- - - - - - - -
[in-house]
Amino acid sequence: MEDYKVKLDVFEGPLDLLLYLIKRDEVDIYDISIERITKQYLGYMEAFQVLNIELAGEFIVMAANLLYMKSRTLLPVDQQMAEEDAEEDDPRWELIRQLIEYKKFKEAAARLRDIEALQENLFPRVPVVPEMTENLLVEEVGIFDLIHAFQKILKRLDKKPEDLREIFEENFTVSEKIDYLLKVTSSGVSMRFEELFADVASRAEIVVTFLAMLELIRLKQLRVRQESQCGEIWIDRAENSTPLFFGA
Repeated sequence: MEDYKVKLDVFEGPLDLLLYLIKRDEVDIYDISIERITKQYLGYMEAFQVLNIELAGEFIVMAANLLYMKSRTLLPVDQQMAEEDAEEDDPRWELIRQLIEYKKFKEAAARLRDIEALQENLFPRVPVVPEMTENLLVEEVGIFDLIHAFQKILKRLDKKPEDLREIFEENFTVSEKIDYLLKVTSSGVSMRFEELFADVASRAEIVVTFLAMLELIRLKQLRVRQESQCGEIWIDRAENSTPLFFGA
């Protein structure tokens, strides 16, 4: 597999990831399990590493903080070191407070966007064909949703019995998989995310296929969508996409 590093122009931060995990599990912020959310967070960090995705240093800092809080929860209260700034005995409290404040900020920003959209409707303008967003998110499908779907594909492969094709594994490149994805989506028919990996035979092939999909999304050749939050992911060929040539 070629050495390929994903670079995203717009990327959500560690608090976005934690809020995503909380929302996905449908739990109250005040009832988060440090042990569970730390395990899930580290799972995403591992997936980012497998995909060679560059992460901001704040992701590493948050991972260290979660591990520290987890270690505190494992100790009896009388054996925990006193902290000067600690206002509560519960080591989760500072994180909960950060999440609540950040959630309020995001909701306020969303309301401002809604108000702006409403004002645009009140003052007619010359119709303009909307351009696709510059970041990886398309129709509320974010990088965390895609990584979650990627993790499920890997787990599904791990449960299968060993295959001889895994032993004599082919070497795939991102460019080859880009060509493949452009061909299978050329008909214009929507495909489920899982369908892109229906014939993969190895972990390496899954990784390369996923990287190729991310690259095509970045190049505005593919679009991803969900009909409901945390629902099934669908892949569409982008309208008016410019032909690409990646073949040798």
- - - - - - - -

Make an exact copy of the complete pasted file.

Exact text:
[in-house]
Amino acid sequence: MEDYKVKLDVFEGPLDLLLYLIKRDEVDIYDISIERITKQYLGYMEAFQVLNIELAGEFIVMAANLLYMKSRTLLPVDQQMAEEDAEEDDPRWELIRQLIEYKKFKEAAARLRDIEALQENLFPRVPVVPEMTENLLVEEVGIFDLIHAFQKILKRLDKKPEDLREIFEENFTVSEKIDYLLKVTSSGVSMRFEELFADVASRAEIVVTFLAMLELIRLKQLRVRQESQCGEIWIDRAENSTPLFFGA
Repeated sequence: MEDYKVKLDVFEGPLDLLLYLIKRDEVDIYDISIERITKQYLGYMEAFQVLNIELAGEFIVMAANLLYMKSRTLLPVDQQMAEEDAEEDDPRWELIRQLIEYKKFKEAAARLRDIEALQENLFPRVPVVPEMTENLLVEEVGIFDLIHAFQKILKRLDKKPEDLREIFEENFTVSEKIDYLLKVTSSGVSMRFEELFADVASRAEIVVTFLAMLELIRLKQLRVRQESQCGEIWIDRAENSTPLFFGA
């Protein structure tokens, strides 16, 4: 597999990831399990590493903080070191407070966007064909949703019995998989995310296929969508996409 590093122009931060995990599990912020959310967070960090995705240093800092809080929860209260700034005995409290404040900020920003959209409707303008967003998110499908779907594909492969094709594994490149994805989506028919990996035979092939999909999304050749939050992911060929040539 070629050495390929994903670079995203717009990327959500560690608090976005934690809020995503909380929302996905449908739990109250005040009832988060440090042990569970730390395990899930580290799972995403591992997936980012497998995909060679560059992460901001704040992701590493948050991972260290979660591990520290987890270690505190494992100790009896009388054996925990006193902290000067600690206002509560519960080591989760500072994180909960950060999440609540950040959630309020995001909701306020969303309301401002809604108000702006409403004002645009009140003052007619010359119709303009909307351009696709510059970041990886398309129709509320974010990088965390895609990584979650990627993790499920890997787990599904791990449960299968060993295959001889895994032993004599082919070497795939991102460019080859880009060509493949452009061909299978050329008909214009929507495909489920899982369908892109229906014939993969190895972990390496899954990784390369996923990287190729991310690259095509970045190049505005593919679009991803969900009909409901945390629902099934669908892949569409982008309208008016410019032909690409990646073949040798």